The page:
The kin of all the ‘encounter’ victims share similar stories of torture and mutilation. The bodies were said to have come in a horrific state: The arms had been hacked off, teeth were missing, eyes had been gouged out, toes sliced off and tongue slashed. Moreover, there were marks of burns, of sharp objects having been thrust into the bodies, and of limbs being crushed.

“The government decided to carry out a dramatic massacre in order to send out a message of fear,” says V Suresh, national general secretary, People’s Union for Civil Liberties. “The decision to inflict maximum casualties must have been taken at the highest levels of the government.

There is no way the field-level officials could have decided to carry out coldblooded murders on this scale.”

The family members of the deceased dismiss the State’s claim that the victims were woodcutters and were involved in red sandalwood smuggling. Although sandalwood trade yields super-profits and labourers involved in it are often paid a good amount, most of the victims’ families show no signs of prosperity and live hand to mouth.

Various fact-finding teams investigating the case have also come to the conclusion that the Seshachalam ‘encounter’ was one of the most brazen extra-judicial killings in recent times. “The bodies were found in an area with no red sandalwood trees and there was no evidence at the spot or nearby that a group of 200 men had camped there for 24 hours. There was nothing to show that an encounter that lasted two hours had taken place,” says Henri Tiphagne, executive director, People’s Watch, Madurai, which had given protection to the three eyewitnesses and produced them before the NHRC. “There were no bullet marks either on the rocks or on the trees at the encounter site. Also, hardly a tree stump or a blood stain was found within a radius of 1 km.”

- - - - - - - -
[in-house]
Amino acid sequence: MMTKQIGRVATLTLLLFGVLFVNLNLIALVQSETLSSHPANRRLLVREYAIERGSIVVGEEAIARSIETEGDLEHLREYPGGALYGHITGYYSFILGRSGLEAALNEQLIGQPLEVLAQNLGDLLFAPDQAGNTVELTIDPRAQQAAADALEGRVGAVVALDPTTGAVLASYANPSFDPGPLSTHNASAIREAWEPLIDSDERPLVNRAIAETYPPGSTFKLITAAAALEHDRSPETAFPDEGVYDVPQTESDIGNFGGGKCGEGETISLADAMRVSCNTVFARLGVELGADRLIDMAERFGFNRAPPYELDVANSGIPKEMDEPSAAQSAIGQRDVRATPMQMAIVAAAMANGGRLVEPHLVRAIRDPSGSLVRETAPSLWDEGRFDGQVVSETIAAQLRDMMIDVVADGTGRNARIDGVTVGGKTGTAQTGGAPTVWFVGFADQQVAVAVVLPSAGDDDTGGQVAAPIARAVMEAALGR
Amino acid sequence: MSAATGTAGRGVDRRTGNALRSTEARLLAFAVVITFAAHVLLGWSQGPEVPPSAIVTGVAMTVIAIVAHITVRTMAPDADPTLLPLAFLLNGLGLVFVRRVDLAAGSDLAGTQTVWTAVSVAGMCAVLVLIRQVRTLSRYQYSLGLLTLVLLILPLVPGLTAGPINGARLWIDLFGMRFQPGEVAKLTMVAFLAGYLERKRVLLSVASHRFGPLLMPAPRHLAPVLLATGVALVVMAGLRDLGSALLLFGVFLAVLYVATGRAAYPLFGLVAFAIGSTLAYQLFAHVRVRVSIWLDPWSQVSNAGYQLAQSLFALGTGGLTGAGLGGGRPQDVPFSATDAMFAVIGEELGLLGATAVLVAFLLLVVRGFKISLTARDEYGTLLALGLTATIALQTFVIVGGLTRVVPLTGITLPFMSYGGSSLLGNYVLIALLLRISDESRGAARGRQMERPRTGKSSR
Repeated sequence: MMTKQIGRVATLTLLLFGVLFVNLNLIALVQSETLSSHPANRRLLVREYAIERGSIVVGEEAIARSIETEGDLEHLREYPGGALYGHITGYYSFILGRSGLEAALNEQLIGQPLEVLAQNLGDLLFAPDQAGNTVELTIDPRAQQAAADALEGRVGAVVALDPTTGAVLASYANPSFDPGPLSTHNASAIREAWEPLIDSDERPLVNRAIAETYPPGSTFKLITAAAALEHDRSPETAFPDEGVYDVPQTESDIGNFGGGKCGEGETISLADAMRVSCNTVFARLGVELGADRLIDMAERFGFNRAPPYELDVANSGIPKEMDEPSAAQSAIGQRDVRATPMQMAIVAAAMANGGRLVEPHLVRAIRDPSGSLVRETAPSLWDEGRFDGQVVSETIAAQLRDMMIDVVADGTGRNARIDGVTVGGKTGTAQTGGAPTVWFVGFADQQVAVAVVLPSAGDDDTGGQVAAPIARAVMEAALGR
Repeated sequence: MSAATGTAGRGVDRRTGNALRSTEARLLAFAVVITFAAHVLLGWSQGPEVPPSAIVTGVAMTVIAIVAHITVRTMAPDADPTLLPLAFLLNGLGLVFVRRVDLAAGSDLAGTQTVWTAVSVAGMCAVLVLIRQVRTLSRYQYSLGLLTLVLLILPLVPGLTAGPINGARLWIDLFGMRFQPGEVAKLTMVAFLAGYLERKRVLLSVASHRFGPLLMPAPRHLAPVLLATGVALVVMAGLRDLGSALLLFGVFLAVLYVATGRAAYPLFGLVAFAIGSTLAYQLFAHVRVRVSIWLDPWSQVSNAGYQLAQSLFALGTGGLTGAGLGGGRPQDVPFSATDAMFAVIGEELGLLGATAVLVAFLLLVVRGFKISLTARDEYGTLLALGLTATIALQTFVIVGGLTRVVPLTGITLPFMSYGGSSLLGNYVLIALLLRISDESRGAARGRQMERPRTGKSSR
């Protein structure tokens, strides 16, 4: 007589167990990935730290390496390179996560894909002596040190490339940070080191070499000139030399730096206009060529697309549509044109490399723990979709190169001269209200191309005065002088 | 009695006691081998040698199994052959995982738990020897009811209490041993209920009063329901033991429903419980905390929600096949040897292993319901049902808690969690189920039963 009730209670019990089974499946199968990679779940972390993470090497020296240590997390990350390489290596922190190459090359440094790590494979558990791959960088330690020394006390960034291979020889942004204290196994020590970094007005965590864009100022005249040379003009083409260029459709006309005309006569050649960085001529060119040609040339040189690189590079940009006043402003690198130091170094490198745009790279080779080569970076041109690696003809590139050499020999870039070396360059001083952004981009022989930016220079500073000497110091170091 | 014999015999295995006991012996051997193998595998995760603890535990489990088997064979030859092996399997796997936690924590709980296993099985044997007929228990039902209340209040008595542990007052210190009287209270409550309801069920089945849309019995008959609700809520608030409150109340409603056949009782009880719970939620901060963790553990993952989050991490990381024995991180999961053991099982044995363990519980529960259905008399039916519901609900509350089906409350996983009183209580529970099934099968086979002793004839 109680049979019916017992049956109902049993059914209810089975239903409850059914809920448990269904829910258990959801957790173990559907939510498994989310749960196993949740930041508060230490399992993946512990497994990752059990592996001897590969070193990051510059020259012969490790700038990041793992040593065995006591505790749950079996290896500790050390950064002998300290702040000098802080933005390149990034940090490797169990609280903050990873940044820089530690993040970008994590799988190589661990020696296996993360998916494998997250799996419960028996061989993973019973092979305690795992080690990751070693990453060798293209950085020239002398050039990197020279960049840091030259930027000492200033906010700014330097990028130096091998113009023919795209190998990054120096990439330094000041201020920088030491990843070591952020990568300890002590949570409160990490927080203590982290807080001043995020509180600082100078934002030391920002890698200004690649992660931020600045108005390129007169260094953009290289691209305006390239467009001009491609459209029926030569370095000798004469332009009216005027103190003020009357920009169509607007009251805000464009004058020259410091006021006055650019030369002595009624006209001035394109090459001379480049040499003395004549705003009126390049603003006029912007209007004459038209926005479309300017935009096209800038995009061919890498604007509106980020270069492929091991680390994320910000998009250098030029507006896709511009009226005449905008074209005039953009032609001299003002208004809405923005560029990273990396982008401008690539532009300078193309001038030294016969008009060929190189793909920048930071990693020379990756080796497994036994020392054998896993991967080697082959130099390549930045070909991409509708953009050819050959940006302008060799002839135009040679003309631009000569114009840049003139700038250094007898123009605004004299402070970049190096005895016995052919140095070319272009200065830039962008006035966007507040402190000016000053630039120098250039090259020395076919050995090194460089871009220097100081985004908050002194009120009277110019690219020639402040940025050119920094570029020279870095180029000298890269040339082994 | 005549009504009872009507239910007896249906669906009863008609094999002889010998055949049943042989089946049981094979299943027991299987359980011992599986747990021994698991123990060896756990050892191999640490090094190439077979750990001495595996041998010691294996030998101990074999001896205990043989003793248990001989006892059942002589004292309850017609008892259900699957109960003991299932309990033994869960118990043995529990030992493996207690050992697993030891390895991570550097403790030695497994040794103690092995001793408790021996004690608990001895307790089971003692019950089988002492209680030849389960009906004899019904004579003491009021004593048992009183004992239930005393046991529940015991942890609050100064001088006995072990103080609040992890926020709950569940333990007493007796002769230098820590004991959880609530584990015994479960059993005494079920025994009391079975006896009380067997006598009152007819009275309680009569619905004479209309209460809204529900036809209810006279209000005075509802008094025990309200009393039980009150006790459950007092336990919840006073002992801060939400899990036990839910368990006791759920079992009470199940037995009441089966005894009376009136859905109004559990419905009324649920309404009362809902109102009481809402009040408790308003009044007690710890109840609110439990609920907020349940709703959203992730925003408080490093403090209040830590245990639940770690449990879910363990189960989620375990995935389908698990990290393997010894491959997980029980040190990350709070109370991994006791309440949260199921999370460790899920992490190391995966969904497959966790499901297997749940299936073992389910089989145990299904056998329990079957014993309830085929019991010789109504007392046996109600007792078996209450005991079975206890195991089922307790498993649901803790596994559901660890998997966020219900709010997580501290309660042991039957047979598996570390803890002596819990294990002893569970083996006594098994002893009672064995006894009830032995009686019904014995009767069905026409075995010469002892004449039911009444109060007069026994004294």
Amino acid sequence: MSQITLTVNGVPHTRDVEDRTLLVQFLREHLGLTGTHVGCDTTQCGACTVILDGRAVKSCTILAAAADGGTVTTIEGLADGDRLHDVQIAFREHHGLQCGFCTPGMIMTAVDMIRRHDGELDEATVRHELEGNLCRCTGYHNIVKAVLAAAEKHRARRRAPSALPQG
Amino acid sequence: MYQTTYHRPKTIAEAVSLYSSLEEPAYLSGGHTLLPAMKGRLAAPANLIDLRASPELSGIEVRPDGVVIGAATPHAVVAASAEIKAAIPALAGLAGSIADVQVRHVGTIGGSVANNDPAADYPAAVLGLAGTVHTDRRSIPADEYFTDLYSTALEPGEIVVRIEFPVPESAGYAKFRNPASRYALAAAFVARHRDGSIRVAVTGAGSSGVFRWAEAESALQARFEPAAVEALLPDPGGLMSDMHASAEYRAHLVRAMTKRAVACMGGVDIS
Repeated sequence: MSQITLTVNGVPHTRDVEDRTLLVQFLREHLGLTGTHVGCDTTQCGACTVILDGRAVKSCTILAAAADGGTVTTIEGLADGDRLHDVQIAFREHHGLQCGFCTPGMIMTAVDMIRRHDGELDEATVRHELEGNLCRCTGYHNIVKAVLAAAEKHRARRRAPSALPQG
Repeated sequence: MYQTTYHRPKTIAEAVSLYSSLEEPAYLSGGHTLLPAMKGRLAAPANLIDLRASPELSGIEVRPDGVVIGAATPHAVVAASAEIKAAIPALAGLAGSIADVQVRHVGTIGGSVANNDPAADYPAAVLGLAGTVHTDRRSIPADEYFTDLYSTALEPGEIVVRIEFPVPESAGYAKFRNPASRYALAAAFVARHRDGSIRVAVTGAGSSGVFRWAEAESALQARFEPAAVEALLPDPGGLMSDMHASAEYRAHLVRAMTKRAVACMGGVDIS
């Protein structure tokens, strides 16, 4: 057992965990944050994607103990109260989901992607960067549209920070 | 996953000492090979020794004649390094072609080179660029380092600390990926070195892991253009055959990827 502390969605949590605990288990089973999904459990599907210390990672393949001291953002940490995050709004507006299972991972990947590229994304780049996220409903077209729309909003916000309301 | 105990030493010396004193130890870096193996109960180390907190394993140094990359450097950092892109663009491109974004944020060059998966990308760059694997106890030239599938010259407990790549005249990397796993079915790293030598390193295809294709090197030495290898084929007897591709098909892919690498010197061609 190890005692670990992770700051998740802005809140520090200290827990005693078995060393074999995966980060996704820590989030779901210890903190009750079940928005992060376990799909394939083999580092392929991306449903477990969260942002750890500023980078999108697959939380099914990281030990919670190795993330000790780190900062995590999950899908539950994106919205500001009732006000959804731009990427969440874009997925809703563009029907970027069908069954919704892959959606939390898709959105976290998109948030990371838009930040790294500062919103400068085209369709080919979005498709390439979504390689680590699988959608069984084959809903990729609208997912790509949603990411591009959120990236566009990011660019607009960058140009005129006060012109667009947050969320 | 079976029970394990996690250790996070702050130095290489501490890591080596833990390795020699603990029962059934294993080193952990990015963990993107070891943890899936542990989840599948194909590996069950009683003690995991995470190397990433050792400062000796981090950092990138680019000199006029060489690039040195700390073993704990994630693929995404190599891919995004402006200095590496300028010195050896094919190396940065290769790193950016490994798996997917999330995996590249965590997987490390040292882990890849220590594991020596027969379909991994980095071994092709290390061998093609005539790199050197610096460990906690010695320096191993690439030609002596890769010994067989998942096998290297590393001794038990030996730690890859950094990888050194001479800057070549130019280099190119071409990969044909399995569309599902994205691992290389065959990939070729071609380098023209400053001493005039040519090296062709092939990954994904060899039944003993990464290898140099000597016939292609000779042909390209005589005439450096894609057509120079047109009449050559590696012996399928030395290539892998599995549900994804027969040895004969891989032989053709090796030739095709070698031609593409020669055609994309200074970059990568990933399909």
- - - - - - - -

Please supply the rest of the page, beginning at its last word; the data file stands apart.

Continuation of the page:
Evidence suggests that the slain men could not have cut the logs found around the bodies as they were too heavy to carry and the markings on them prove that they were brought from government godowns. Therefore, it is likely that the STF had placed the logs at the encounter site in order to manufacture evidence.